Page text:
This is one of the more interesting studies I’ve come across this year:
A new study led by Gabriel Radvansky shows that the simple act of walking through a doorway creates a new memory episode, thereby making it more difficult to recall information pertaining to an experience in the room that’s just been left behind.
Dozens of participants used computer keys to navigate through a virtual reality environment presented on a TV screen. The virtual world contained 55 rooms, some large, some small. Small rooms contained one table; large rooms contained two: one at each end. When participants first encountered a table, there was an object on it that they picked up (once carried, objects could no longer be seen). At the next table, they deposited the object they were carrying at one end and picked up a new object at the other. And on the participants went. Frequent tests of memory came either on entering a new room through an open doorway, or after crossing halfway through a large room. An object was named on-screen and the participants had to recall if it was either the object they were currently carrying or the one they’d just set down.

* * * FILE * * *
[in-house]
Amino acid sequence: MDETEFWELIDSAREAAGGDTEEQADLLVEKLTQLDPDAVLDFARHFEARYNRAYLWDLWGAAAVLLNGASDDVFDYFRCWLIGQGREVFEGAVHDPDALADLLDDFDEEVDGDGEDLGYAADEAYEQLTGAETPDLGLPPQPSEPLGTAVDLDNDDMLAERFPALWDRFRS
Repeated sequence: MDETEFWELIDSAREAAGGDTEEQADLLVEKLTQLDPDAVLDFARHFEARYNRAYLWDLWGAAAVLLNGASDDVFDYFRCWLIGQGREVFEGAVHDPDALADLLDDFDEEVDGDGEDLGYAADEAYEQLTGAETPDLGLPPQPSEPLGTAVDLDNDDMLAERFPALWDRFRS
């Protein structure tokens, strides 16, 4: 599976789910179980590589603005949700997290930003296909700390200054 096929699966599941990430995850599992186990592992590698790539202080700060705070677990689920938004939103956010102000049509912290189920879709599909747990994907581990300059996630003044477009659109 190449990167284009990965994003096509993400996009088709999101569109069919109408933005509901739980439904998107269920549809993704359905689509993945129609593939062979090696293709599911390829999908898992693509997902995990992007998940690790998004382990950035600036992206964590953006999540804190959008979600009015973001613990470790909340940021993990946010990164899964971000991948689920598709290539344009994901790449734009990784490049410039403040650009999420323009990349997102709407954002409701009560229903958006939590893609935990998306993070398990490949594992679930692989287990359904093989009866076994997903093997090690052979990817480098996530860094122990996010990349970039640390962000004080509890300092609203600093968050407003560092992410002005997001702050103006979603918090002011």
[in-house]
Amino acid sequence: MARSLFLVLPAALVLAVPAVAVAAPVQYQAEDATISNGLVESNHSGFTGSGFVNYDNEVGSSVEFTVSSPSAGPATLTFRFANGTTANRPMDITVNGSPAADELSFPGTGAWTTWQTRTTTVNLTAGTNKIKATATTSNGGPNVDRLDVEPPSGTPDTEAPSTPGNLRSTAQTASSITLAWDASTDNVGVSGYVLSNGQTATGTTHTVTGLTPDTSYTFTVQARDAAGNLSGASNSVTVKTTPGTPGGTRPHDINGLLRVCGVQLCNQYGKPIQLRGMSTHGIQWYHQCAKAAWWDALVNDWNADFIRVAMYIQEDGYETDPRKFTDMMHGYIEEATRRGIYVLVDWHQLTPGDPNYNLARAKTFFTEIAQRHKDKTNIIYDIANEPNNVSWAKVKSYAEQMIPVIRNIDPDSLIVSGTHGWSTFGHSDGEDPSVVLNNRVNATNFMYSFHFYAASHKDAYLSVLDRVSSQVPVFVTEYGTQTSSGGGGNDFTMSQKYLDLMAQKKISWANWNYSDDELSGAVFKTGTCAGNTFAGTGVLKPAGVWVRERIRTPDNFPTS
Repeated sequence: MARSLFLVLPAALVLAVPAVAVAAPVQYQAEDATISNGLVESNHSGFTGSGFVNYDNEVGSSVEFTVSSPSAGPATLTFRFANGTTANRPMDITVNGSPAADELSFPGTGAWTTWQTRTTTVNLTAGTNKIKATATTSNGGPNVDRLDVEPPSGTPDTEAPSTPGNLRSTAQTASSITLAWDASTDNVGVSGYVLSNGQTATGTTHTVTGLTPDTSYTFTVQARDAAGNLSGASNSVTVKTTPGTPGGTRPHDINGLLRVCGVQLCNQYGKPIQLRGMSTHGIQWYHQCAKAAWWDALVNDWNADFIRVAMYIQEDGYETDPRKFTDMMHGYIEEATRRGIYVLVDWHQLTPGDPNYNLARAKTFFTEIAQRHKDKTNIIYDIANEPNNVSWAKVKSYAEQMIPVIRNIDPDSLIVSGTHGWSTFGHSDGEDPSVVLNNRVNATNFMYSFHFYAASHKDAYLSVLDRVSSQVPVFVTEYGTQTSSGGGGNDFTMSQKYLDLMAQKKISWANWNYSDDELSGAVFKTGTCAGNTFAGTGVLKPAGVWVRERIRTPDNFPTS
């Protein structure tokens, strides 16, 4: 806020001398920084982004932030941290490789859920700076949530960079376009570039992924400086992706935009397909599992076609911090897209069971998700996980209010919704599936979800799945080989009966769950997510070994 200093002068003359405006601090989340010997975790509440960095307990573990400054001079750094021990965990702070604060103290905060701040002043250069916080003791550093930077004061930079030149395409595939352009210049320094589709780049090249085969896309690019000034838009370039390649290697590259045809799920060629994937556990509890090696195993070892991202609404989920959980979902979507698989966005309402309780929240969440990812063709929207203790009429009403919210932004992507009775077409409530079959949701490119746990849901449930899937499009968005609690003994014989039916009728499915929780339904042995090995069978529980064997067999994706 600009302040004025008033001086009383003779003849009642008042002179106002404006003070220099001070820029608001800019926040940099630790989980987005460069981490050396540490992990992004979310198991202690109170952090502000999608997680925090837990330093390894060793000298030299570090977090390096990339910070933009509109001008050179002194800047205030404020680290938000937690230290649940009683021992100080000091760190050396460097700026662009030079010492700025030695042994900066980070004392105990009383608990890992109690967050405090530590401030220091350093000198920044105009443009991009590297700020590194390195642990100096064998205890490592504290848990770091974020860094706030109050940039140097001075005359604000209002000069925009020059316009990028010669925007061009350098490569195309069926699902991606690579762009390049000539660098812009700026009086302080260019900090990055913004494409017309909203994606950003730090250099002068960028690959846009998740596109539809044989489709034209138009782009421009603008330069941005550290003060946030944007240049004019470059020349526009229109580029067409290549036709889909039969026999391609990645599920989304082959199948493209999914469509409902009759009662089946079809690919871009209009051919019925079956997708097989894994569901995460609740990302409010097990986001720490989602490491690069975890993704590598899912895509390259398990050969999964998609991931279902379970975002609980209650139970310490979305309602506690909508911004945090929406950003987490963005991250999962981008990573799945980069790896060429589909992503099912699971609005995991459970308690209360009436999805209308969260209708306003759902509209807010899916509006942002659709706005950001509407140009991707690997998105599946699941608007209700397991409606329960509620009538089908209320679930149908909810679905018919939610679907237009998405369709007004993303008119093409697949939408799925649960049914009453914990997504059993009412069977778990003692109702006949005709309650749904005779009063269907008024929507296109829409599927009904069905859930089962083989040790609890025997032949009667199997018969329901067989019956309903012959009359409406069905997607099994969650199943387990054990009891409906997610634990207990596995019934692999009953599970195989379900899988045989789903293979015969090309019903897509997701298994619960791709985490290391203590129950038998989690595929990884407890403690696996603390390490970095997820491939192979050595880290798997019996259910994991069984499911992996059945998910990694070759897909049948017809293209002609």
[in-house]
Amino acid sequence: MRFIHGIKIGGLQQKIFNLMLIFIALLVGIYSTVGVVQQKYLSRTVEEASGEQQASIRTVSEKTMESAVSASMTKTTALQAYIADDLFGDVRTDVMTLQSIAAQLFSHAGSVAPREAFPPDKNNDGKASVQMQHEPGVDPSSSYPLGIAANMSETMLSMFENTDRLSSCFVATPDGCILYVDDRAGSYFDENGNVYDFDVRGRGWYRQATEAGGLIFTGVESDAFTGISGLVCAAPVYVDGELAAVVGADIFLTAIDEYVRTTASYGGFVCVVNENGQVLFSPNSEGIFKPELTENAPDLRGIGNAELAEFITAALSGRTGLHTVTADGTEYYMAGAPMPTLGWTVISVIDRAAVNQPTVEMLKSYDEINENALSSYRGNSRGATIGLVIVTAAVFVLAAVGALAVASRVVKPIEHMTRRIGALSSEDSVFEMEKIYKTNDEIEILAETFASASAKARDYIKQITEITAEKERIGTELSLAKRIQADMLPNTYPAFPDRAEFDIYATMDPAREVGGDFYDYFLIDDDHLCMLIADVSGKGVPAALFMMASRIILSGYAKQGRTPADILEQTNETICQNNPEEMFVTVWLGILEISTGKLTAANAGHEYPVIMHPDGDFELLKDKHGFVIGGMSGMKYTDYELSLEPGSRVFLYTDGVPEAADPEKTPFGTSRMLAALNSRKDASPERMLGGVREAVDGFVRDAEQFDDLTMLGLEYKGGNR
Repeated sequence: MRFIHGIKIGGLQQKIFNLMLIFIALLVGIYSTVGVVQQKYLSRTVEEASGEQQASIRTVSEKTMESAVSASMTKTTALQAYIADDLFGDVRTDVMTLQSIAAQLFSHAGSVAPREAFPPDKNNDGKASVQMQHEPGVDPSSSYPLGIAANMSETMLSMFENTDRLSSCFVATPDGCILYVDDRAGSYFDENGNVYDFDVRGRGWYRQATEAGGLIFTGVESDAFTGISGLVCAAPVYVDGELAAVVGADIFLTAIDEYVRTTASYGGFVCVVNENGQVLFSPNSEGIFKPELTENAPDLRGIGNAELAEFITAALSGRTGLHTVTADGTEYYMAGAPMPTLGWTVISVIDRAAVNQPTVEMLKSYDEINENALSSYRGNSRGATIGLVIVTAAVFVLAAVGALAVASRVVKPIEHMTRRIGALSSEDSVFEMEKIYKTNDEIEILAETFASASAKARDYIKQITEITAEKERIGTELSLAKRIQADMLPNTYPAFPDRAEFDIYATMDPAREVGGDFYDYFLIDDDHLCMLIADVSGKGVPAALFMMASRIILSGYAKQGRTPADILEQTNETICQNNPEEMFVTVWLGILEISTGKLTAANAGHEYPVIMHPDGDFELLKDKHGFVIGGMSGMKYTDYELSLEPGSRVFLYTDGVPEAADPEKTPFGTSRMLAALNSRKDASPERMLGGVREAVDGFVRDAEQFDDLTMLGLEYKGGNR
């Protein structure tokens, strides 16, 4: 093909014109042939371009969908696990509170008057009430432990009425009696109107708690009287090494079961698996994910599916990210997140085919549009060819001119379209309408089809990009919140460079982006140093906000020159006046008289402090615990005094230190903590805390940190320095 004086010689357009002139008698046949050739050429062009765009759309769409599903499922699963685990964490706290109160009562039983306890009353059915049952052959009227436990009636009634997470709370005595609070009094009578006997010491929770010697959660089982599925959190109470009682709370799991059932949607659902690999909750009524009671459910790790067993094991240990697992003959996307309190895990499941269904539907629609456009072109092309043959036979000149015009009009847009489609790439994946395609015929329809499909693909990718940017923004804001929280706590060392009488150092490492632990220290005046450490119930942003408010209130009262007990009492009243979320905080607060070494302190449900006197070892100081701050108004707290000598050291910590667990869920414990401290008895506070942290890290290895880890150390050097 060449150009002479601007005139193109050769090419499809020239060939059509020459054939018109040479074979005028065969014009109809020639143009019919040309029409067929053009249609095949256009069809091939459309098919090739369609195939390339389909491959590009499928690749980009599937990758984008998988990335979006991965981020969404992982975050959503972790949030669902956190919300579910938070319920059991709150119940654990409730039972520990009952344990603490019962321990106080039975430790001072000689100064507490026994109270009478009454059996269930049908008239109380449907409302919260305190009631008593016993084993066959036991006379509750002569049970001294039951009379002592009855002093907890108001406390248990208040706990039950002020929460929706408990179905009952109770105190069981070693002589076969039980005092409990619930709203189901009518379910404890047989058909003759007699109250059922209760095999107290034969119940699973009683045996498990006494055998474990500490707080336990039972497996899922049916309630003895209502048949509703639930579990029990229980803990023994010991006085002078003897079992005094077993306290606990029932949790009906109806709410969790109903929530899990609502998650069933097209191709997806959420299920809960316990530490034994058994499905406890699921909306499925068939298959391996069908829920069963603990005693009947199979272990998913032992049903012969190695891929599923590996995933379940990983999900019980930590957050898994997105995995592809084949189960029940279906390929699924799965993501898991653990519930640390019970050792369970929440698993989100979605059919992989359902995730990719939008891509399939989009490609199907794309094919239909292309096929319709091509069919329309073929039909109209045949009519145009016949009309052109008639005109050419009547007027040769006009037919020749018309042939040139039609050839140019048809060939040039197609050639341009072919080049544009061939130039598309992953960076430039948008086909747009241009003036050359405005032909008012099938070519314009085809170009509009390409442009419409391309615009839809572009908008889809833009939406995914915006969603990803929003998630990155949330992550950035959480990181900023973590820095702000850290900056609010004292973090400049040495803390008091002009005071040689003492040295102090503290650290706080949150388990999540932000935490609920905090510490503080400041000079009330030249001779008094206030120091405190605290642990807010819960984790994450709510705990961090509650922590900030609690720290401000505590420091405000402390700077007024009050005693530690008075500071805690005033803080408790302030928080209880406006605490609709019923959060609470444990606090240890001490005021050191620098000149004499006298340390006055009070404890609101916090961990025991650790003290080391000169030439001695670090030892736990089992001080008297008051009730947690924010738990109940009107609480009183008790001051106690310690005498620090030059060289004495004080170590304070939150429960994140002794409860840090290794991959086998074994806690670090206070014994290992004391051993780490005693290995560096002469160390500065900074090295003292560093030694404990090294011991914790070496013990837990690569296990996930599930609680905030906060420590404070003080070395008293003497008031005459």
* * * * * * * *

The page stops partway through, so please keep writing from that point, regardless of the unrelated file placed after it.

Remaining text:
The key finding is that memory performance was poorer after travelling through an open doorway, compared with covering the same distance within the same room. “Walking through doorways serves as an event boundary, thereby initiating the updating of one’s event model [i.e. the creation of a new episode in memory]” the researchers said.
But what if this result was only found because of the simplistic virtual reality environment? In a second study, Radvansky and his collaborators created a real-life network of rooms with tables and objects. Participants passed through this real environment picking up and depositing objects as they went, and again their memory was tested occasionally for what they were carrying (hidden from view in a box) or had most recently deposited. The effect of doorways was replicated. Participants were more likely to make memory errors after they’d passed through a doorway than after they’d travelled the same distance in a single room.
Another interpretation of the findings is that they have nothing to do with the boundary effect of a doorway, but more to do with the memory enhancing effect of context (the basic idea being that we find it easier to recall memories in the context that we first stored them). By this account, memory is superior when participants remain in the same room because that room is the same place that their memory for the objects was first encoded.
The full paper is here. I am not entirely convinced the effect is causal, but I certainly believe there is a relationship between the walking through a doorway and forgetting. In fact, one of the superstitions that I’ve heard since childhood is that if I have forgotten something, I should turn around and return to the place where I last remembered it. That often involved passing from one room to another via a doorway.